New Medication Labels will Provide More Information for Pregnant, Breastfeeding Women
The U.S. Food and Drug Administration Wednesday finalized new rules that sets labeling standards that outline how medications should be used when a woman is pregnant or breastfeeding.
The new standards will replace the current system with one that includes detailed subsections that provide more information about the medication's risks, benefits, effects on the fetus and infant, and effects on fertility for both men and women.
The current system uses letter categories to classify the risks of using prescription during pregnancy. Public feedback noted that the system was oversimplified and didn't provide enough information about the medication.
"The new labeling rule provides for explanations, based on available information, about the potential benefits and risks for the mother, the fetus and the breastfeeding child," Sandra Kweder, a deputy director at the FDA, said in a statement.
On average, says the FDA, pregnant woman take three to five prescription drugs to treat existing conditions and new ones that develop during pregnancy. The new labeling standards will provide more information doctors and patients can use to make decisions about their healthcare.
The new labels include three subsections (click here for a formatting example):
Pregnancy: will provide information relevant to the use of the drug in pregnant women, such as dosing and potential risks to the developing fetus. It will also require information about whether there is a registry that collects and maintains data on how pregnant women are affected when they use the drug or product. Information in drug labeling about the existence of any pregnancy registries has been previously recommended but not required until now. It will include more information under subheadings for risk summary, clinical considerations and data.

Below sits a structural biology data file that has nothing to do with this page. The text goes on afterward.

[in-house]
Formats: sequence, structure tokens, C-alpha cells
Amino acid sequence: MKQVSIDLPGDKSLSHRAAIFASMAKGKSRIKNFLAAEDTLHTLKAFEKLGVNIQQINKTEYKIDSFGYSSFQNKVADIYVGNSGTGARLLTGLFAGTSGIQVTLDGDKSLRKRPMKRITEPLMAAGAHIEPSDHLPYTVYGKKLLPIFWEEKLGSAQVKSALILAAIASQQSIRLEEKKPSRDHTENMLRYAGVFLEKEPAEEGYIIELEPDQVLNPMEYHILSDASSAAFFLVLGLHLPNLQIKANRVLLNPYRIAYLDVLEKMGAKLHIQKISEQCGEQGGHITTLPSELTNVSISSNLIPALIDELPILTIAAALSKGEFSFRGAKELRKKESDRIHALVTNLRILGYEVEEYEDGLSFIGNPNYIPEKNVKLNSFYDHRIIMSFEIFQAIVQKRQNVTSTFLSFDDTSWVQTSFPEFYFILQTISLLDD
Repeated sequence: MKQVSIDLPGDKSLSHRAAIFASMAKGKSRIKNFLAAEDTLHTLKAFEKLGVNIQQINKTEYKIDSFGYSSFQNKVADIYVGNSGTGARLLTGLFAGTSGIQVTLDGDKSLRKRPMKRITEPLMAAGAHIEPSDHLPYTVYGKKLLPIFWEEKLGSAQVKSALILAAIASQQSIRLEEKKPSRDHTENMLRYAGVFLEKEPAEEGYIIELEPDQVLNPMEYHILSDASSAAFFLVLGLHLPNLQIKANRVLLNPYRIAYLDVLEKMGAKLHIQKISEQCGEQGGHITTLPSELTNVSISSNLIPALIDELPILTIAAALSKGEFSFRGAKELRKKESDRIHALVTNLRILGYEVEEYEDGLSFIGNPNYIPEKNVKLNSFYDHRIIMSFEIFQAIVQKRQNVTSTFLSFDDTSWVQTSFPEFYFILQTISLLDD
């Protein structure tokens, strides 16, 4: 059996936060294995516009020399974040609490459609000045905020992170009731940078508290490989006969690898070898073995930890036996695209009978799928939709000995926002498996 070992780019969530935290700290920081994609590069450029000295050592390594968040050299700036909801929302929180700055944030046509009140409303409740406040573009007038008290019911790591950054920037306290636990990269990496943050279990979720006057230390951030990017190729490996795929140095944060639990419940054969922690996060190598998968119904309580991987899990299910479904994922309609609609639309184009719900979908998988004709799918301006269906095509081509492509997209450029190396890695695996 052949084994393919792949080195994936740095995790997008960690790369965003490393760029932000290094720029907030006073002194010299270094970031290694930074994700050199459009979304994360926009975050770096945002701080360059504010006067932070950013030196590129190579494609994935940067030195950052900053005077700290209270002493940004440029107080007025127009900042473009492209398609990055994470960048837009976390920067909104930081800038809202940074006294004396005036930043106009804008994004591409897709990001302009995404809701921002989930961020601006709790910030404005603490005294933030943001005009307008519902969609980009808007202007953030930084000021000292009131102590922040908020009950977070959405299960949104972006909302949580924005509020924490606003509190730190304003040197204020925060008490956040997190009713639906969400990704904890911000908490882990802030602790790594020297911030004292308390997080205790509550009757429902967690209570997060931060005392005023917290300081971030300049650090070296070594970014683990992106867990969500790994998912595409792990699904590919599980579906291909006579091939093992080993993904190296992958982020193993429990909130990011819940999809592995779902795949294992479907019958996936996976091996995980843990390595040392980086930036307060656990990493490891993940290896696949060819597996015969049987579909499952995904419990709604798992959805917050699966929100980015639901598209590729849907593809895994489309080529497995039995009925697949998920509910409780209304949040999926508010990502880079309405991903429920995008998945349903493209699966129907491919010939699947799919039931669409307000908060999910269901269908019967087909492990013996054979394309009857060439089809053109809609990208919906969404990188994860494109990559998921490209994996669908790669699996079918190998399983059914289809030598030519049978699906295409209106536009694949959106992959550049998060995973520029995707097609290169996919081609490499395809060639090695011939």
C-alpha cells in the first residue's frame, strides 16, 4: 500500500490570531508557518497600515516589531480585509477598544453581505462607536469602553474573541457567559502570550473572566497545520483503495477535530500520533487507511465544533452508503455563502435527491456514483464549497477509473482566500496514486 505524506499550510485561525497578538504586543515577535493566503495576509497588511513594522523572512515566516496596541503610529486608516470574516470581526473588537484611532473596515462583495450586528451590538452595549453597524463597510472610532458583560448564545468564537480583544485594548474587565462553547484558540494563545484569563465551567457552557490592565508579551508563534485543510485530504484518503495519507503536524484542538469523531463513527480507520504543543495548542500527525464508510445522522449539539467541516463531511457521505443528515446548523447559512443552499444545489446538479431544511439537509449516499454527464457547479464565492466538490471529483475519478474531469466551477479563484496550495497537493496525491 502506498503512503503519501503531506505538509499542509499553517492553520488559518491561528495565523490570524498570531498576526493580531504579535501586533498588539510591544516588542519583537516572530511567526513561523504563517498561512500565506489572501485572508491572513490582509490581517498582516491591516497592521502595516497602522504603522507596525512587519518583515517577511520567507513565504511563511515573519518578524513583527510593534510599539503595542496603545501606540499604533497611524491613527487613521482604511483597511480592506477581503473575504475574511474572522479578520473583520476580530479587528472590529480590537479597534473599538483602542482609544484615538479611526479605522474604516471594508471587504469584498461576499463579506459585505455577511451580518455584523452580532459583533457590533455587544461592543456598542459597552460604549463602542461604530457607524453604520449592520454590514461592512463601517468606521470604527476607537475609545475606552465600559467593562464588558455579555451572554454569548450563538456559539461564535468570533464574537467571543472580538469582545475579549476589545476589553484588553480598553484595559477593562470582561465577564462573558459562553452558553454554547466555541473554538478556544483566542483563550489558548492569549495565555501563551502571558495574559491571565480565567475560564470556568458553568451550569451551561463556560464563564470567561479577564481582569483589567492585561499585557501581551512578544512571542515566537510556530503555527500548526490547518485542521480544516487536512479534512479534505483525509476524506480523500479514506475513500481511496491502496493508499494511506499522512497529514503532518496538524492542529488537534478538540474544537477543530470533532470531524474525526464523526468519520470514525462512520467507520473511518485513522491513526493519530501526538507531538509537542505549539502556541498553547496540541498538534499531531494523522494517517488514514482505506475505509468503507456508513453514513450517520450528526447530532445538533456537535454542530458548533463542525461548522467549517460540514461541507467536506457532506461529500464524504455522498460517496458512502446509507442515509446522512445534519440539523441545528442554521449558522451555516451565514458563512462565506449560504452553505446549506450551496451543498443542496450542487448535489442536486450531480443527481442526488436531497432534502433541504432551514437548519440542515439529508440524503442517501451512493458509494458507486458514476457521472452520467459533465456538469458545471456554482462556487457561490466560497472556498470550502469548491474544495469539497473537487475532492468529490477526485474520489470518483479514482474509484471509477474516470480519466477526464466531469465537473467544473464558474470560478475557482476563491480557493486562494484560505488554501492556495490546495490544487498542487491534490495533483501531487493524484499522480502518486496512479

Lactation: will provide information about using the drug while breastfeeding, such as the amount of the drug in breast milk and potential effects on the breastfed child. It will also include the subheadings risk summary, clinical considerations and data.
Females and Males of Reproductive Potential: will include information about pregnancy testing, contraception and about infertility as it relates to the drug. This information has been included in labeling, but there was no consistent placement for it until now.
The new rules goes into effect on June 30, 2015. Newly approved medications will be required to use the new format immediately while existing drugs will be phased in gradually.
To view the new rule, click here.
The draft guidance for industry compliance can be found here after Dec. 4. The public comment period on the draft will be open for 60 days.